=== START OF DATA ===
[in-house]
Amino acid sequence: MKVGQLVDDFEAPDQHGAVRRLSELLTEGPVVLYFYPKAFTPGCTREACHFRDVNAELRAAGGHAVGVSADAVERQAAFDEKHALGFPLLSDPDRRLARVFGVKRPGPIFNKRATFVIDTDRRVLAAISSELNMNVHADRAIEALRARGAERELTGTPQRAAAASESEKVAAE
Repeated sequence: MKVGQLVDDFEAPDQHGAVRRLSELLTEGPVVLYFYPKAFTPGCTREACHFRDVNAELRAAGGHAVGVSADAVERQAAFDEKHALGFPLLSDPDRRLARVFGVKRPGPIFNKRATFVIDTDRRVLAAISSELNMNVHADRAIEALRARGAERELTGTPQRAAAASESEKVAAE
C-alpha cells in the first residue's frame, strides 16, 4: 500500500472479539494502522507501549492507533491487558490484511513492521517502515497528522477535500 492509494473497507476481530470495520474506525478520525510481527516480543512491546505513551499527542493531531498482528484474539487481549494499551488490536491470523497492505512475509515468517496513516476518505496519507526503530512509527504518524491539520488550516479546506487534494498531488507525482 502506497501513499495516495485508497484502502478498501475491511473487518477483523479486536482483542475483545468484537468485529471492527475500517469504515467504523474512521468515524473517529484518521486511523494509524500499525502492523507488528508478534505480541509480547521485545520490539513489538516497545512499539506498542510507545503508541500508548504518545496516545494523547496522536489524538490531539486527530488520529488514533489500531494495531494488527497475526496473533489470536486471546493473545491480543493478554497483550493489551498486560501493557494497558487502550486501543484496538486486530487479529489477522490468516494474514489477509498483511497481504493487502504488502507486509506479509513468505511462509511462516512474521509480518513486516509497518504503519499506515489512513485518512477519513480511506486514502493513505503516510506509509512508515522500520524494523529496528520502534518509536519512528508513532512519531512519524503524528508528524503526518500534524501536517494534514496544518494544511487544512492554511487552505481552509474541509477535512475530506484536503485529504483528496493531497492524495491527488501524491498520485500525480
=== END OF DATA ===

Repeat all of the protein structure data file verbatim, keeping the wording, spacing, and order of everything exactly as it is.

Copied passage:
[in-house]
Amino acid sequence: MKVGQLVDDFEAPDQHGAVRRLSELLTEGPVVLYFYPKAFTPGCTREACHFRDVNAELRAAGGHAVGVSADAVERQAAFDEKHALGFPLLSDPDRRLARVFGVKRPGPIFNKRATFVIDTDRRVLAAISSELNMNVHADRAIEALRARGAERELTGTPQRAAAASESEKVAAE
Repeated sequence: MKVGQLVDDFEAPDQHGAVRRLSELLTEGPVVLYFYPKAFTPGCTREACHFRDVNAELRAAGGHAVGVSADAVERQAAFDEKHALGFPLLSDPDRRLARVFGVKRPGPIFNKRATFVIDTDRRVLAAISSELNMNVHADRAIEALRARGAERELTGTPQRAAAASESEKVAAE
C-alpha cells in the first residue's frame, strides 16, 4: 500500500472479539494502522507501549492507533491487558490484511513492521517502515497528522477535500 492509494473497507476481530470495520474506525478520525510481527516480543512491546505513551499527542493531531498482528484474539487481549494499551488490536491470523497492505512475509515468517496513516476518505496519507526503530512509527504518524491539520488550516479546506487534494498531488507525482 502506497501513499495516495485508497484502502478498501475491511473487518477483523479486536482483542475483545468484537468485529471492527475500517469504515467504523474512521468515524473517529484518521486511523494509524500499525502492523507488528508478534505480541509480547521485545520490539513489538516497545512499539506498542510507545503508541500508548504518545496516545494523547496522536489524538490531539486527530488520529488514533489500531494495531494488527497475526496473533489470536486471546493473545491480543493478554497483550493489551498486560501493557494497558487502550486501543484496538486486530487479529489477522490468516494474514489477509498483511497481504493487502504488502507486509506479509513468505511462509511462516512474521509480518513486516509497518504503519499506515489512513485518512477519513480511506486514502493513505503516510506509509512508515522500520524494523529496528520502534518509536519512528508513532512519531512519524503524528508528524503526518500534524501536517494534514496544518494544511487544512492554511487552505481552509474541509477535512475530506484536503485529504483528496493531497492524495491527488501524491498520485500525480